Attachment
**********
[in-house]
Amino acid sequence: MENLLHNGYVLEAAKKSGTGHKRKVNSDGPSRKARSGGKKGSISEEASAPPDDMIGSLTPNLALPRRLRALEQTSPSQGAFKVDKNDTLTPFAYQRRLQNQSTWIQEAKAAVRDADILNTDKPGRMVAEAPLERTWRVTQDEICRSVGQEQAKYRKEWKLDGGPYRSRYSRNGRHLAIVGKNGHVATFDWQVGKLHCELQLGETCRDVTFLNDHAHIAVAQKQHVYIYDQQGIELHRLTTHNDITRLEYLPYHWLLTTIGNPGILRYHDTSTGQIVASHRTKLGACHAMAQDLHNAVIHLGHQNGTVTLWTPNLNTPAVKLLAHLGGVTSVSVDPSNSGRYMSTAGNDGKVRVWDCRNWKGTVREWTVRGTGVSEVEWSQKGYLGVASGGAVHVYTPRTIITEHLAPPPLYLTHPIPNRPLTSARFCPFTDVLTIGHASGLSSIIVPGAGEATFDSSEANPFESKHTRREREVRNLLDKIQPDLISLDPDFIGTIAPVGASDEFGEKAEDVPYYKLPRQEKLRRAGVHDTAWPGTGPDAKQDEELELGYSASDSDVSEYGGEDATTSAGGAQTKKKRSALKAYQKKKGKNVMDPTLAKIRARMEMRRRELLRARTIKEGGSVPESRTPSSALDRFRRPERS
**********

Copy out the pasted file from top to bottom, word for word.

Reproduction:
[in-house]
Amino acid sequence: MENLLHNGYVLEAAKKSGTGHKRKVNSDGPSRKARSGGKKGSISEEASAPPDDMIGSLTPNLALPRRLRALEQTSPSQGAFKVDKNDTLTPFAYQRRLQNQSTWIQEAKAAVRDADILNTDKPGRMVAEAPLERTWRVTQDEICRSVGQEQAKYRKEWKLDGGPYRSRYSRNGRHLAIVGKNGHVATFDWQVGKLHCELQLGETCRDVTFLNDHAHIAVAQKQHVYIYDQQGIELHRLTTHNDITRLEYLPYHWLLTTIGNPGILRYHDTSTGQIVASHRTKLGACHAMAQDLHNAVIHLGHQNGTVTLWTPNLNTPAVKLLAHLGGVTSVSVDPSNSGRYMSTAGNDGKVRVWDCRNWKGTVREWTVRGTGVSEVEWSQKGYLGVASGGAVHVYTPRTIITEHLAPPPLYLTHPIPNRPLTSARFCPFTDVLTIGHASGLSSIIVPGAGEATFDSSEANPFESKHTRREREVRNLLDKIQPDLISLDPDFIGTIAPVGASDEFGEKAEDVPYYKLPRQEKLRRAGVHDTAWPGTGPDAKQDEELELGYSASDSDVSEYGGEDATTSAGGAQTKKKRSALKAYQKKKGKNVMDPTLAKIRARMEMRRRELLRARTIKEGGSVPESRTPSSALDRFRRPERS